I’m not going to demand that anyone at American Libraries be nailed to a cross, nor do I think anyone else should. They are good people who I believe really are motivated to do a good job and made a regrettably poor decision in this case. I see the mob mentality on social media and the enjoyment people seem to have when they’ve found someone who has misbehaved and it makes me queasy. I do think we need to be clear and rational in our criticisms so that they actually take what we’re saying seriously. I get the sense that the folks at American Libraries don’t understand why what they did was wrong and I think saying terrible things about them or their publication (which is insulting to everyone else who writes for it) will not make that clear. I’m glad this has received attention from those bodies within ALA who oversee ALA publications, and I really hope action will be taken. I hope that American Libraries will review its editorial policies and practices.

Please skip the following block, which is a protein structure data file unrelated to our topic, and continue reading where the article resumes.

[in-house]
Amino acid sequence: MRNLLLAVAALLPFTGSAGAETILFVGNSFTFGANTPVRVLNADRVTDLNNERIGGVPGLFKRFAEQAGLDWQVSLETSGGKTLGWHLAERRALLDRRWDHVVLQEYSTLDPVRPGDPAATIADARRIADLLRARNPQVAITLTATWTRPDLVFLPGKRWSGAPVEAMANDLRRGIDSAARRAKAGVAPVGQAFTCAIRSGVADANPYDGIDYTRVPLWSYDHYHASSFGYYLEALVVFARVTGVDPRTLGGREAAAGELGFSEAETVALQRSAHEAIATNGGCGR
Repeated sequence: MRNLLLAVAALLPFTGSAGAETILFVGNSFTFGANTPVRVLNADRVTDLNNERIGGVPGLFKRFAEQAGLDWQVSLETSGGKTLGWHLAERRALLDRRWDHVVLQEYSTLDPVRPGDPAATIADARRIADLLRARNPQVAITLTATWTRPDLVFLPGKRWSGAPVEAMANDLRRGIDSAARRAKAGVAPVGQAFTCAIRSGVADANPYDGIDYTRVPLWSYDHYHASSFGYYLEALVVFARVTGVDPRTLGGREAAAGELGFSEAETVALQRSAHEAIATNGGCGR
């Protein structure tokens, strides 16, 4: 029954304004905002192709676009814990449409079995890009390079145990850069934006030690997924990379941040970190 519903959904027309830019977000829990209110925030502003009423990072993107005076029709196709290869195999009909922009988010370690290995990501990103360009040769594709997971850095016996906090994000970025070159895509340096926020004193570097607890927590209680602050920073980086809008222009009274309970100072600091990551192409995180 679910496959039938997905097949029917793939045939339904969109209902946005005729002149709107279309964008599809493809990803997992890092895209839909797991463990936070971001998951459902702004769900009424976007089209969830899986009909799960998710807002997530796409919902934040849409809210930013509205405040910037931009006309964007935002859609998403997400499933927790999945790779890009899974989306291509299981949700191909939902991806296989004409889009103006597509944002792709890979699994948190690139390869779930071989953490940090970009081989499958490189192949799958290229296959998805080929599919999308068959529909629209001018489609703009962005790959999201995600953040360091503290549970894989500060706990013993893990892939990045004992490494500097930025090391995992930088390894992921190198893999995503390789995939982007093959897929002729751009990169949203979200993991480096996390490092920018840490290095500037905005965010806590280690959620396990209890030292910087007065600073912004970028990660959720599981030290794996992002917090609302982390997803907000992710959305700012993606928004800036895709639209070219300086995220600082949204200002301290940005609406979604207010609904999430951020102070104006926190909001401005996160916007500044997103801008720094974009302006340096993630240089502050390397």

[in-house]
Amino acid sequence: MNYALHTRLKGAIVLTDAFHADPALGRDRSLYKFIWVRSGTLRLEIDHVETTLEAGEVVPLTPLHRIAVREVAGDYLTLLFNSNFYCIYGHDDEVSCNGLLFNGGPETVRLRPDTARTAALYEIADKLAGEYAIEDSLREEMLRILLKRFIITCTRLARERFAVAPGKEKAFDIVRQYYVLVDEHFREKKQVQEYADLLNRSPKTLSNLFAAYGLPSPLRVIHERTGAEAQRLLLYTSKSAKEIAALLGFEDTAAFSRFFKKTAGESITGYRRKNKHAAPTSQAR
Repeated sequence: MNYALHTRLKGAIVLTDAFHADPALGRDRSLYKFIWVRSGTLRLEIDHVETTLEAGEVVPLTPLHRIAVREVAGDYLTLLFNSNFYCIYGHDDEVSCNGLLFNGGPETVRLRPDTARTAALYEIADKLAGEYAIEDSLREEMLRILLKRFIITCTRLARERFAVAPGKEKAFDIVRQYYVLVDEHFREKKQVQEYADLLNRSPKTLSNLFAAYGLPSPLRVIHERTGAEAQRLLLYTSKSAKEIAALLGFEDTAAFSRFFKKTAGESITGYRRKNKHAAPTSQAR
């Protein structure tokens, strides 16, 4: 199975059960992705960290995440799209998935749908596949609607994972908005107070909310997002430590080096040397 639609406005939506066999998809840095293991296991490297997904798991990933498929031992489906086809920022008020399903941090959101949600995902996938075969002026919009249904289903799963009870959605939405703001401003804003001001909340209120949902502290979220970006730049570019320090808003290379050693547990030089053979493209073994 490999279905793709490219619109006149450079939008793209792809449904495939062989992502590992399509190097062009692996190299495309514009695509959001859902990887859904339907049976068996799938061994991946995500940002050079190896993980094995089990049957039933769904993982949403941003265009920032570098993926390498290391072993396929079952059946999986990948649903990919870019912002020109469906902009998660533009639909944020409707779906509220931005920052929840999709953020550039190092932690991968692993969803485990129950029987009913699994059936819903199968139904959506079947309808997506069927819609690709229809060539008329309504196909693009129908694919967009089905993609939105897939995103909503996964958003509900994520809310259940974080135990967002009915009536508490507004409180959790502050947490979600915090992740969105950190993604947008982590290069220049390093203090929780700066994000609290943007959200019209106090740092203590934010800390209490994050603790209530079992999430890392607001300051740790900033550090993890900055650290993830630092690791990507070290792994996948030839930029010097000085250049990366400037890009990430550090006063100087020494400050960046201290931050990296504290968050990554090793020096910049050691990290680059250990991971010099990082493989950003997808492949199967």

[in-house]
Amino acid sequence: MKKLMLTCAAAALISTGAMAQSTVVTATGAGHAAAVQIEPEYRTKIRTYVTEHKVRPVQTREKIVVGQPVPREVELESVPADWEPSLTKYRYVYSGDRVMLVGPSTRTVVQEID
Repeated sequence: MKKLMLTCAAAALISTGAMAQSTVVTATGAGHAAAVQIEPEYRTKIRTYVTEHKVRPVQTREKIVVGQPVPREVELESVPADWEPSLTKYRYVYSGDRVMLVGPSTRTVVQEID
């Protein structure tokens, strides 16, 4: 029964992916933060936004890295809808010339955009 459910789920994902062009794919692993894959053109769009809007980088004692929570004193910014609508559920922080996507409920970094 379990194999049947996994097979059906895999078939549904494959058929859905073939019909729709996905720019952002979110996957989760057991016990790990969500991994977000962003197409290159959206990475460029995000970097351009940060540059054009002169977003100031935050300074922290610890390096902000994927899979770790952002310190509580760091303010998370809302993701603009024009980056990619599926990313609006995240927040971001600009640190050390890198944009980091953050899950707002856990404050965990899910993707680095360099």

I’ve enjoyed writing for American Libraries and have enjoyed the conversations that have been sparked from my columns. I know lots of people in our profession don’t read blogs and I’m honored to have a platform to share things I passionately believe in to a whole other audience. My friend Lisa Hinchliffe (who is running for ALA President — cue the shameless but uncompensated plug) made a comment on Twitter that made me realize how something like this could potentially reflect poorly on me and other American Libraries authors:

That does worry me a bit. But I think highly of the people who work at American Libraries I hope they will take steps to make sure that the entire publication reflects strong ethical standards and safeguards the credibility of its authors.